(Note: I published the video that accompanies this article on my YouTube Channel in June, so if you are a subscriber over there you may have already seen it.)

Split toning is a process in photography of adding one color to the shadows and a different color to the highlights. It can be used to change the visual mood or enhance the interplay of cool and warm tones. It is also sometimes used to replicate vintage film processing techniques. I most often use it to warm up direct light while also adding cooler colors into the shadows. Lightroom has a basic split toning tool and Photoshop provides many ways to apply a split tone effect. But getting the tones and colors to look just right can be challenging with more basic approaches. I often use a Photoshop technique to split tone that I feel gives the greatest degree of control, options and flexibility. In the video tutorial below I demonstrate how to accomplish the technique. I utilize the TKActions V6 Panel, but it can be accomplished without the panel as well if you know how to hand generate luminosity masks.

The basics steps in the procedure are as follows:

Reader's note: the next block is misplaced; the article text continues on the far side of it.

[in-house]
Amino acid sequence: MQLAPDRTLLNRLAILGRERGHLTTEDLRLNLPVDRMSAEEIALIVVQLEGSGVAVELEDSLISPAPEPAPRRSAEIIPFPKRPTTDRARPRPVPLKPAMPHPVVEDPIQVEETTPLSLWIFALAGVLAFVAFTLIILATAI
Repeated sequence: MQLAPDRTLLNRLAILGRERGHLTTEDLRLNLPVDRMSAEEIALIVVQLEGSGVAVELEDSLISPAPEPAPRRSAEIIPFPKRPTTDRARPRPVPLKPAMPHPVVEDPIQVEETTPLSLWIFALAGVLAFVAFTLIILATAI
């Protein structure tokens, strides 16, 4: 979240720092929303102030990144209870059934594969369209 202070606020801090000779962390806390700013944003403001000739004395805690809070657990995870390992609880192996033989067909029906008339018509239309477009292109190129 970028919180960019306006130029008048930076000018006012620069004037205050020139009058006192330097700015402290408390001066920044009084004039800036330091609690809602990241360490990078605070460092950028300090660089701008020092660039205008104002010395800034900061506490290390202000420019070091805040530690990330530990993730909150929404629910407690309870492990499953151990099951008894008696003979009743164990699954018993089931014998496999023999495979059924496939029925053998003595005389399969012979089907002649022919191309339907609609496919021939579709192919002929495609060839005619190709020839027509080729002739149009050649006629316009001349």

1. Separately adjust the white balance to two copies of the same image in Lightroom/ACR−one warm, one cool.
  2. Open the two versions as smart objects in Photoshop and stack them as layers in a single image file.
  3. Use a luminosity mask for the top layer that correctly reveals the desired toning from that layer.
  4. Modify the luminosity mask to get the split tone blend just right.
  5. Use the smart objects to further adjust the raw white balance to dial in the optimal colors for both the shadows and the highlights.
  6. Fine-tune the split toning even more in Photoshop with additional adjustment layers such as the Color Balance or Selective Color adjustments.

Split toning using a luminosity mask is something that I have been doing for a long time, and I even cover it in a couple of my tutorial courses. But I recently learned the step of using the two smart object copies of the image from my Photo Cascadia teammate, Erin Babnik, so thanks, Erin! Actually, her workflow is quite a bit more sophisticated and involved than what I show in the video, but whatever the case, being able to fine tune the raw white balance in each of the smart objects has great benefits in control and adjustability.

Give this technique a try and let me know what you think. I’m always happy to answer questions and enjoy hearing about variations and other approaches.

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